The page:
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Beach v. R. R

Supreme Court of North Carolina
Dec 1, 1902
131 N.C. 399 (N.C. 1902)


(Filed 2 December, 1902.)

REMOVAL OF CAUSES — Local Prejudice — Foreign Corporations — Domestication — Laws 1899, Ch. 62.

Where a foreign corporation domesticates under Laws 1899, ch. 62, it becomes a corporation resident here and cannot remove an action to the Federal Courts on the ground of local prejudice.

ACTION by Mary L. Beach, administrator of W. E. Beach, against the Southern Railway Company, heard by Judge W. A. Hoke, at August Term, 1902, of BURKE. From a judgment for the plaintiff the defendant appealed.

J. F. Spainhour and M. Silver for the plaintiff.

Chas. Price, Geo. F. Bason and S. J. Ervin for the defendant.

When this case was called for trial the defendant, the Southern Railway Company, moved for an order to proceed no further with the cause, for the reason that it had been removed to the Circuit Court of the United States on the ground of local prejudice, presenting copies of the petition, affidavit, bond and order of removal from said Circuit Court. The presiding judge being of the opinion that the defendant, originally a foreign corporation, but since "domesticated" in this State under Laws 1899, ch. 62, could not remove an action to the Federal Court on account of local prejudice ( Allison v. R. R., 129 N.C. 336), refused to stay action, and proceeded with the trial. The defendant excepted.

In such case it is optional with the State Court to proceed with the trial. Stone v. South Carolina, 117 U.S. 430, cited Crehore v. Ohio, 131 U.S. 243; Howard v. R. R., 122 N.C. 953, 954. A case on "all fours" is Lawson v. R. R., 112 (400) N.C. 390; also Bierbower v. Miller, 30 Neb. 161; 9 L.R.A., 228. The trial having proceeded to verdict and judgment, which went against the defendant, it appealed to this Court, assigning four grounds of exception, but the other three are without merit and were abandoned in this Court.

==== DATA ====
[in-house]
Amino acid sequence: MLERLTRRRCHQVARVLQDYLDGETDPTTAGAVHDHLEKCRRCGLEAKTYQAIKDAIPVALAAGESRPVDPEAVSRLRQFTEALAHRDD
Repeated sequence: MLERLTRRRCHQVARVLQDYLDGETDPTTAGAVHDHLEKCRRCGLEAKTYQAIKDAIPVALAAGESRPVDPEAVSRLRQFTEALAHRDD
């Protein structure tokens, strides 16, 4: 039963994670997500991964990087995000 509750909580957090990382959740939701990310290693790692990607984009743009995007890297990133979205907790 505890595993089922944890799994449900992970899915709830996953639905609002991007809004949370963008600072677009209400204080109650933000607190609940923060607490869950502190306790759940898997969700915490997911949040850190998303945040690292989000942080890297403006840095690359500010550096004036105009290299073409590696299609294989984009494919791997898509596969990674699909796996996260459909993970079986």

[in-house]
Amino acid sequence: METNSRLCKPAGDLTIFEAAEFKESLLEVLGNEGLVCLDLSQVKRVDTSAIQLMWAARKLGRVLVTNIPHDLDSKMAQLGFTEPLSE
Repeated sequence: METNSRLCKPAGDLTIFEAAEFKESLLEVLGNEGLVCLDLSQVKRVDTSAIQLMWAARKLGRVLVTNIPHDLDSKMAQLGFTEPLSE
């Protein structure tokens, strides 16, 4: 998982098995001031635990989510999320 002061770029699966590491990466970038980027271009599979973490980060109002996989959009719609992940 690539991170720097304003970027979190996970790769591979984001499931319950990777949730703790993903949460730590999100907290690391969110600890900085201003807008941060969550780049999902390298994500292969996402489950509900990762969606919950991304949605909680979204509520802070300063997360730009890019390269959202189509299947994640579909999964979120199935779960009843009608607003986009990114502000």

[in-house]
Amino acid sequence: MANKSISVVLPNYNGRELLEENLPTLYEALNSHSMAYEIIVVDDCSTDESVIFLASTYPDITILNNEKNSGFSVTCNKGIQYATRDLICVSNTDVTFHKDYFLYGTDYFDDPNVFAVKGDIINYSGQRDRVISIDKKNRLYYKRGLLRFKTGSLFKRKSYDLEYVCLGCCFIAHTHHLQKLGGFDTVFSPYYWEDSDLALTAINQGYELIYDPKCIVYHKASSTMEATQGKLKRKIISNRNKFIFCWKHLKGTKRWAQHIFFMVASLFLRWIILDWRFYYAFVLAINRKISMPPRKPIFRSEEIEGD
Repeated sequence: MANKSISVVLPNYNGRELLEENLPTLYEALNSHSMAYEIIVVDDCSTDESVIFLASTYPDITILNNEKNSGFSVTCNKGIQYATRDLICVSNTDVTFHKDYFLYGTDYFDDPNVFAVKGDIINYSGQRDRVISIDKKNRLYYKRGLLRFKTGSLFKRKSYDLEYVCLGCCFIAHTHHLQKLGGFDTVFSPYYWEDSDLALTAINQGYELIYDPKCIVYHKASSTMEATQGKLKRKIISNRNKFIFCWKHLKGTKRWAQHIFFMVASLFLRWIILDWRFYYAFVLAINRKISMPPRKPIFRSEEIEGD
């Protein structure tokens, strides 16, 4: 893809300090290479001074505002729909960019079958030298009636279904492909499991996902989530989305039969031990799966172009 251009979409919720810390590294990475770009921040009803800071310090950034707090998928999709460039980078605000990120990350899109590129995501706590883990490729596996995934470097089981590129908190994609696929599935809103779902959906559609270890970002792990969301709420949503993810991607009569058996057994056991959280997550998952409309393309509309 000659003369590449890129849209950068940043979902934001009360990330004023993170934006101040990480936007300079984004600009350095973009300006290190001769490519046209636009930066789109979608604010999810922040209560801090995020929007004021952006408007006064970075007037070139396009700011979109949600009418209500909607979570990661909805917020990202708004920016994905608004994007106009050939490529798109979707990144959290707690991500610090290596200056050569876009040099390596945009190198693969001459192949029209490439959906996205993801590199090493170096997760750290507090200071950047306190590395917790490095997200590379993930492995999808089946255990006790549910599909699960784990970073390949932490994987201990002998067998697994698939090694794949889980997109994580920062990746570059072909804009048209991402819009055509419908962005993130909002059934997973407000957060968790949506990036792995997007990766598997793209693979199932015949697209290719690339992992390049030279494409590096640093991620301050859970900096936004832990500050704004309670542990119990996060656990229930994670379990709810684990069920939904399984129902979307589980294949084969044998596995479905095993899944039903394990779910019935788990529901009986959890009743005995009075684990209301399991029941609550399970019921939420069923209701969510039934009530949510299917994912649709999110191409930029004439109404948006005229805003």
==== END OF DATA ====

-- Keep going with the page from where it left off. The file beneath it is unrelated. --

A foreign corporation which has voluntarily accepted the terms prescribed by the statute of this State under which it may do business here, and has "domesticated" as provided in said statute, has become a domestic corporation as therein provided, and cannot remove an action against it to the Federal Court. This has been fully considered, after elaborate argument by counsel for this defendant, and was so held in Allison v. R. R., 129 N.C. 336; and also in Debnam v. Tel. Co., 126 N.C. 831 (in which case the statute is copied), and Layden v. Knights of Pythias, 128 N.C. 546, the reasoning of which cases we adopt and make a part of this opinion.